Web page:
Joe Biden’s presidential ascension had not even been settled when Fiji’s forthright prime minister was already urging greater US action on climate change from the incoming American leader.
“Congratulations Joe Biden,” Frank Bainimarama tweeted on Saturday afternoon. “Together, we have a planet to save from a climate emergency and a global economy to build back better from Covid-19.”
Bainimarama said the whole world, but particularly the imperilled Paific, would look to the US for global leadership in addressing the climate crisis.
“Now, more than ever we need the USA at the helm of these multilateral efforts – and back in the Paris Agreement as soon as possible!”
Bainimarama has even invited the US president-elect to attend the annual Pacific Islands Forum leaders’ meeting in Suva – “to the frontlines of climate change” – in August next year.
If Biden accepts, he will be the first US president ever to attend the Pacific’s major multilateral meeting, Hillary Clinton having attended as secretary of state in 2012.
Biden has already committed the US to re-joining the Paris Climate Accord on the first day of his presidency, and to convening a global climate summit within his first 100 days in office.
He has a strong personal connection with the Pacific region, and with Papua New Guinea in particular. Born at the height of the second world war, Biden has said his young life was shaped by stories of his family’s service in the Pacific theatre.
Four uncles on his mother’s side sought to enrol in the military the day after the Japanese bombing of Pearl Harbour drew the US into the war.
“Papua New Guinea, that’s where my two uncles ended up, in the Army Air Corps of the United States Army,” Biden said in a speech in 2017.
“My mother’s number two brother, Ambrose Finnegan … was shot down, and his body was never found, in Papua New Guinea.
“And the other came home with malaria and was sick, off and on, for the better part of his life.”
After the election was called on Sunday morning, other Pacific leaders joined the global chorus of congratulations. Action on climate change, and the selection of Senator Kamala Harris – the first woman of colour elected vice-president – on the presidential ticket, were consistent themes.
Papua New Guinea’s prime minister, James Marape, said the US election “captivated the whole world … with our people glued to their TV screens”.
The New Zealand prime minister, Jacinda Ardern, said her country would work alongside the US to secure the “prosperity, security, and sustainability in the Indo-Pacific and Pacific Island regions”.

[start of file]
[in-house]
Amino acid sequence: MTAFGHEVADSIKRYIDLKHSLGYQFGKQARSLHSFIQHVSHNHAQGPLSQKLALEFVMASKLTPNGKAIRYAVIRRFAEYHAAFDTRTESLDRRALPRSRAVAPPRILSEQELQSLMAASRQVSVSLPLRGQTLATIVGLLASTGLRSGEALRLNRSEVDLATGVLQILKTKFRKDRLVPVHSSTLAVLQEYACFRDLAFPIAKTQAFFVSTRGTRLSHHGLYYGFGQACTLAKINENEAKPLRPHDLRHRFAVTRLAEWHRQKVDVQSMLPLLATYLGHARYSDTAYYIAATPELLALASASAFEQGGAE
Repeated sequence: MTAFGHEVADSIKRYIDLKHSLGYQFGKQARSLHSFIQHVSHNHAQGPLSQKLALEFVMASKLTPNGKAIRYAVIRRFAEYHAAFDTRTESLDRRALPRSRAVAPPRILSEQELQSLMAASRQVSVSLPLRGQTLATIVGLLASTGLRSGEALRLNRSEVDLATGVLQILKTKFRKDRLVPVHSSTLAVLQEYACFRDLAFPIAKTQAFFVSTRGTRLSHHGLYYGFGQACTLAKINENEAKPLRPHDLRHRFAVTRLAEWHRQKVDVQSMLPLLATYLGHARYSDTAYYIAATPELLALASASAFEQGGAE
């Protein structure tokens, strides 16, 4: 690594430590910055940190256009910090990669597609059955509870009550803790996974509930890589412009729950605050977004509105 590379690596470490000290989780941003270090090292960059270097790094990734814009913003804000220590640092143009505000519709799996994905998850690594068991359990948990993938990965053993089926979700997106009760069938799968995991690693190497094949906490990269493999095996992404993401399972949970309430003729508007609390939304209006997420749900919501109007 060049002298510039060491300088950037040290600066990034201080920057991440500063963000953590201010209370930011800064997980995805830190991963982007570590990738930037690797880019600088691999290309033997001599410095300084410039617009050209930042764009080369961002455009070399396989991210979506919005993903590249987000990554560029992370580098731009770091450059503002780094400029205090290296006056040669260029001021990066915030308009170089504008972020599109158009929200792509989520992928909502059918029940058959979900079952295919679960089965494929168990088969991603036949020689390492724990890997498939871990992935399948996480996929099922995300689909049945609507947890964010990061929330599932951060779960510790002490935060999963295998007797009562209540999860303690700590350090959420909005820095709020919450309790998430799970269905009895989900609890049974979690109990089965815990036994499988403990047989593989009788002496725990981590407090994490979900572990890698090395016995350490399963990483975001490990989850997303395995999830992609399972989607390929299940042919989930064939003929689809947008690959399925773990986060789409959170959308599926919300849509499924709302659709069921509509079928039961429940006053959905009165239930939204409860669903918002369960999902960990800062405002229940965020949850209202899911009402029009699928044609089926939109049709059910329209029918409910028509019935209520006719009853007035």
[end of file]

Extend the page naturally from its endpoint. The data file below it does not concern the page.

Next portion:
“The campaign by the president-elect has also shown the shared interests we have in addressing global challenges like Covid-19 and climate change.”
Niuean Dr Colin Tukuitonga, the former director-general of the Secretariat of the Pacific Community, said Biden’s election, and commitment to the Paris Agreement was “great news for the planet and my beloved Pacific Islands”.
The Cook Islands prime minister, Mark Brown, praised Biden’s choice of Harris as his running mate, describing it as “aspirational”.
Leaders from US territories in the Pacific also welcomed a new commander-in-chief.
Guam, whose residents are US citizens but not entitled to vote, supported Biden in an informal straw poll taken alongside local elections last Tuesday.
“I look forward to working with your administration for the good of our people, our island, our culture, and our national security in this part of the Pacific world,” Guam Governor, Lou Leon Guerrero, said. “Let us choose unity over division, love over hate, and healing over bitterness.”
Gregorio Sablan, the non-voting delegate to the US house of representatives from the US Pacific territory of the Northern Mariana Islands, said he would work “to advance the Biden-Harris agenda of controlling the pandemic, reviving the economy, continuing the fight against poverty, moving forward on racial justice …, and addressing the threat of climate change”.
The editorial board of the Samoa Observer wrote: “Mr Biden is a world away from President Trump on the issue of climate change … there are reasons for Samoa – and the Pacific – to be optimistic.”
Joe Biden has promised significant commitment to the Pacific, particularly in the face of growing Chinese influence across the region. Vice-president under Obama’s “pivot” to the Asia-Pacific, Biden has consistently argued the US “is a Pacific country” and will remain a power in the region “as long as we exist”.
“Anyone who questions America’s dedication and staying power in the Asia-Pacific simply is not paying attention.”